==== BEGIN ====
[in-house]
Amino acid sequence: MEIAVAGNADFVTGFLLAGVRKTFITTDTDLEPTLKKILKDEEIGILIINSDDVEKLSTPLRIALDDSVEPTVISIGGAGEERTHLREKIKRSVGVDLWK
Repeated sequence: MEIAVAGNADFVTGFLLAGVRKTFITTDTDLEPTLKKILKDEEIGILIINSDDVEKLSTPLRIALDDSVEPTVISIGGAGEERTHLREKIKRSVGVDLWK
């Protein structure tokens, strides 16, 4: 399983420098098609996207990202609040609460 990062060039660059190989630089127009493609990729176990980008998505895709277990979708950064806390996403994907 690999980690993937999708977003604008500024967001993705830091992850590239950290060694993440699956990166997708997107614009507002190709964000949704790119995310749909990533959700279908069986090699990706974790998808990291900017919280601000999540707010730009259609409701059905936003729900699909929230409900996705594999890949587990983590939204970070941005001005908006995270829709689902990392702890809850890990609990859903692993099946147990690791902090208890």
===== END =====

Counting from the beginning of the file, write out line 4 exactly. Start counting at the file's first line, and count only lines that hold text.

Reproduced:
């Protein structure tokens, strides 16, 4: 399983420098098609996207990202609040609460 990062060039660059190989630089127009493609990729176990980008998505895709277990979708950064806390996403994907 690999980690993937999708977003604008500024967001993705830091992850590239950290060694993440699956990166997708997107614009507002190709964000949704790119995310749909990533959700279908069986090699990706974790998808990291900017919280601000999540707010730009259609409701059905936003729900699909929230409900996705594999890949587990983590939204970070941005001005908006995270829709689902990392702890809850890990609990859903692993099946147990690791902090208890």